In order to experience an awakening in your life, you have to let go of your own personal lens - this is your own personal vantage point from which you see the world and the way in which you see yourself, your problems, your beliefs, and your values. An awakening or an "aha" moment takes place when we are able to step back and objectively observe our thoughts, our actions, our attitudes, and our beliefs.

Just for today, pay attention to your thoughts, your actions, your attitudes, your problems and your beliefs. As you go about your day, observe yourself and what is arising in your life. Practice objectively observing or watching yourself. In your journal, write down what you observed and how you reacted to certain things in your day. What do these thoughts and reactions tell you about yourself? Are they helpful or harmful to your own well-being?

Wednesday, October 3, 2012

Day 5 - Letting Go

Today's Tarka Practice
Being able to let go of things is an important part of your yoga practice. People hold very tightly to things that have happened in their past and often ask me, "how do I let go"? Letting go of something from our past is a very gradual practice that cannot be done overnight; however, there are things we can do to encourage ourselves to let go. Today, I have a practice that you can use to help you let go:

During your meditation practice, bathe yourself in light. Picture light washing over your entire being like a waterfall. Picture this light cleansing you. Every time you think about that thing which you are trying to let go, picture this light washing over you. It doesn't matter if you are standing in line for groceries or at a party; you can always take a few seconds to release your feelings by using light.

In your journal, reflect on something that you need to let go of and freewrite about it. Freewriting involves writing for 10 minutes about the experience without thinking or organizing your writing. Just write about that experience without stopping yourself for 10 minutes. Next, find a quiet place to meditate and try to let go of that experience using the light cleansing technique discussed above.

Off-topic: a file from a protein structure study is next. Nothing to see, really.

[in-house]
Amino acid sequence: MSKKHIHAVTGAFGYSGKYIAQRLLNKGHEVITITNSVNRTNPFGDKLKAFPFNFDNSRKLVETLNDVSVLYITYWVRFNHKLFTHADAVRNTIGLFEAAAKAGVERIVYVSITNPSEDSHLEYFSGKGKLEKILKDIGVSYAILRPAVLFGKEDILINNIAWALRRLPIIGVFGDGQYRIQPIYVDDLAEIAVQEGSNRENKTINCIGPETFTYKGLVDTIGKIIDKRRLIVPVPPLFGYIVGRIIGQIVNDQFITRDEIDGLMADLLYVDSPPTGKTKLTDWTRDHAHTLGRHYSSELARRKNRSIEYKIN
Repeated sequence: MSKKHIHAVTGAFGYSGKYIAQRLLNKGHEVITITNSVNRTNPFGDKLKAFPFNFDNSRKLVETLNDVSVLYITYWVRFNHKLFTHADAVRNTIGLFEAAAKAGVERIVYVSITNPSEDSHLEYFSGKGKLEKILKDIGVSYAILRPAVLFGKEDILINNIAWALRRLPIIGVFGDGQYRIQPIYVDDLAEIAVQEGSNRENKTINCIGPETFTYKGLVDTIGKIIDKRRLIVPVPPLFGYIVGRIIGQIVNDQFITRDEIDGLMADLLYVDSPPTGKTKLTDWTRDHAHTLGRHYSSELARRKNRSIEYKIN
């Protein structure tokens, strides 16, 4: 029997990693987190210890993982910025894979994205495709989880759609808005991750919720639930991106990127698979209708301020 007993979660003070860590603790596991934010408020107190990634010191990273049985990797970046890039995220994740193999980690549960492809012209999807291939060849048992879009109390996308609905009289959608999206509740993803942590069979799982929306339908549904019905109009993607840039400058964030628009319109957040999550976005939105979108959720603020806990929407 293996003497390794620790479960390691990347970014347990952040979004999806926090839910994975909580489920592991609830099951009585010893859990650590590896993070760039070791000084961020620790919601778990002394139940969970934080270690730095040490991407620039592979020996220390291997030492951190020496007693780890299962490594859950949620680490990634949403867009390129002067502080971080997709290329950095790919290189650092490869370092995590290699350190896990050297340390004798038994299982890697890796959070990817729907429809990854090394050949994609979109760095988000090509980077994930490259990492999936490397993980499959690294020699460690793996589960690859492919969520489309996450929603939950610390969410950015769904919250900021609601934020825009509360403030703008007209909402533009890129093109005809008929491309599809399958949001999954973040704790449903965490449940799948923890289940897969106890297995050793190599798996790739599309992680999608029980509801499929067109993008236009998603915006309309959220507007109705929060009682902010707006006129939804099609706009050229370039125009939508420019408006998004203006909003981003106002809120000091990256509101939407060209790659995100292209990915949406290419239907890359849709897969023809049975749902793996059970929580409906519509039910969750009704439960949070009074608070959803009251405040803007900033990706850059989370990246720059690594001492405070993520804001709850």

Tuesday, October 2, 2012

Day 6 - Wherever you go, there you are

Today's Tarka Practice

Wherever you go, there you are. You are stuck with yourself and so you might as well practice the art of loving yourself. In order to grow along this path, you need to forgive yourself, stop criticizing yourself, and be gentle with yourself. We usually tend to be very hard on ourselves and fairly over critical. We get angry at ourselves easily and then we stew in this anger. These negative thoughts can harm you and your practice. Instead, you need to step outside of this habit and be more kind to yourself.

In your journal, reflect on a time in which you were angry with yourself. It could be for something you did or the way you treated someone else. It could be for something you wanted to accomplish but didn't because you were too afraid to try it. It could be something you regreted not doing in your life.

Remember this time and record it in your journal. Think about why it made you angry. Think about what hot buttons it pressed for you. Think about how this anger hindered rather than helped you. Now, every time you think of this event in your life, replace it with something you like about yourself, something more positive. Be compassionate towards yourself like you are to others in need of compassion.

Monday, October 1, 2012

Day 7 - The Chandogya Upanishad

Today's Tarka Practice
I want you to reflect on this passage from the Chandogya Upanishad...

Brahman is all. From Brahman come appearances, sensations, desires, deeds. But all these are merely name and form. To know Brahman one must experience the identity between him and the Self, or Brahman dwelling within the lotus of the heart. Only by so doing can man escape from sorow and death, and become on with the subtle essence beyond all knowledge.

To get started on your reflection, think of Brahman as meaning "the totality of reality". That is everything in reality both physical and non-physical.

The Atman or Self is one thing in that total reality.

How does this Upanishad help you to understand the relationship between yourself and the total reality? If you are having trouble, think of yourself as one ripple in an entire pond or one wave in an entire ocean. The ripple or the wave is the Self and the pond or Ocean is Brahman.